Health data breach rulemaking — The Federal Trade Commission has issued its final Health Breach Notification Rule for vendors of Personal Health Records and related entities, as required under ARRA, The American Recovery and Reinvestment Act of 2009. The initial proposed Health Breach Notification Rule was generally thoughtful and thorough. The World Privacy Forum submitted extensive comments on the proposed rule both supporting parts of it and making some suggestions for changes. The FTC incorporated several specific WPF suggestions into the final rule. In particular, the FTC incorporated the applicability of the rule to foreign entities with U.S. customers (Final Rule p. 17), and the applicability of the rule to search engines appearing on Personal Health Record web sites (Final Rule p. 34). The new rule will be published in the Federal Register shortly; until then, it is available at the FTC web site. Also available is a form that entities covered under this rule can use to report data breaches to the FTC. The Health Breach Notification Rule will be effective 30 days after publication in the Federal Register, and full compliance with the rule will be required beginning 180 days after publication.
Public comments re: health data breaches — The World Privacy Forum filed comments with the Department of Health and Human Services today regarding the HITECH Act guidance that HHS published along with a request for comments. The Forum urged the Department to tighten its proposed guidance, and to add more protections, oversight, and rules for “limited data set” breaches.
“This guide is not just a retread of what HIPAA is and does,” said Pam Dixon, executive director of the World Privacy Forum. “Our guide gives patients practical details and strategies on how they can use the law to protect their privacy and navigate the medical system. Best of all, it is easy to use.”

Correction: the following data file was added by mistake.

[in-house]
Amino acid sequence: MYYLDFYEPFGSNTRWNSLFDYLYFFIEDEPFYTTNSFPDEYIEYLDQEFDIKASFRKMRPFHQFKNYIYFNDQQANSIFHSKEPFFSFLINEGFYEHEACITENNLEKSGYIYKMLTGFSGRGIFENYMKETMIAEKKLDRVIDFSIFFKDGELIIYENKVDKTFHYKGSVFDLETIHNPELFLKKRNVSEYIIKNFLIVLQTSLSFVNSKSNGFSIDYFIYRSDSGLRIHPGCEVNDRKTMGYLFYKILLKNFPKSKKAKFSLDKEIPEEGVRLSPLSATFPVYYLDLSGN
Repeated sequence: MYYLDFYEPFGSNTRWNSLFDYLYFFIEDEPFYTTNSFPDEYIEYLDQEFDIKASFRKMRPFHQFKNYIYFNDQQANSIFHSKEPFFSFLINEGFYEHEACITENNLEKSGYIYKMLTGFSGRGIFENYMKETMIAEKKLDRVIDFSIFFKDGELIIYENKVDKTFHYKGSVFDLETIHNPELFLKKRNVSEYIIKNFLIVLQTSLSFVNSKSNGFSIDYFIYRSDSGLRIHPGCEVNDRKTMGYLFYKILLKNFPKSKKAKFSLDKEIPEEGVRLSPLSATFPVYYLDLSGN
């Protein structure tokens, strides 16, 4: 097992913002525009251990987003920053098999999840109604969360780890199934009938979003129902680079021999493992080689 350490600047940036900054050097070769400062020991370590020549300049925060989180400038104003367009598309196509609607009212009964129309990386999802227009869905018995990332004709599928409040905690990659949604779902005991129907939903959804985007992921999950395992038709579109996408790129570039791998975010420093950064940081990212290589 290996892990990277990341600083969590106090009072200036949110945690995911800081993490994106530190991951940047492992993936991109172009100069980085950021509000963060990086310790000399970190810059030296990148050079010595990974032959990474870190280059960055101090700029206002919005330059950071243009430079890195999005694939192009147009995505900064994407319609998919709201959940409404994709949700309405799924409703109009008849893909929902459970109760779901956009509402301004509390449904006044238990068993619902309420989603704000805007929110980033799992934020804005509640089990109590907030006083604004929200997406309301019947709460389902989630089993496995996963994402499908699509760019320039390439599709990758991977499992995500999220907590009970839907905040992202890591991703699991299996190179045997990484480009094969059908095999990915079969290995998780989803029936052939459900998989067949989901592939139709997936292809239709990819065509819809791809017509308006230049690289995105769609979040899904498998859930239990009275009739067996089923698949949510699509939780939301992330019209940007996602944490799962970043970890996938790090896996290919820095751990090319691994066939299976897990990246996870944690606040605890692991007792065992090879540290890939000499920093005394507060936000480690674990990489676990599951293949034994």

CVS Caremark | FTC proposed consent agreement — The World Privacy Forum filed comments with the Federal Trade Commission in response to its proposed consent agreement with the CVS Caremark pharmacy chain. The proposed agreement is in resonse to a CVS data breach. The agreement does not impose a monetary penalty on CVS, and does not provide remedies for consumers affected by the data breach.
Medical privacy | HIPAA | FTC — According to a legal complaint, CVS pharmacies — the largest pharmacy chain in the United States — did not take appropriate steps to protect its customers’ and employees’ sensitive information when it improperly disposed of documents, labels, prescription bottles, and other items with clearly identifiable and highly sensitive personal information such as SSNs, prescription information, driver’s license numbers, and other information still on those materials. CVS agreed to pay $2.25 million to settle its violations of HIPAA as part of a Resolution Agreement with the Department of Health and Human Services. CVS has also signed a consent agreement with the FTC; the public can comment on this agreement until March 20, 2009. The World Privacy Forum will be filing comments with the FTC on the consent agreement with CVS, which we will post here.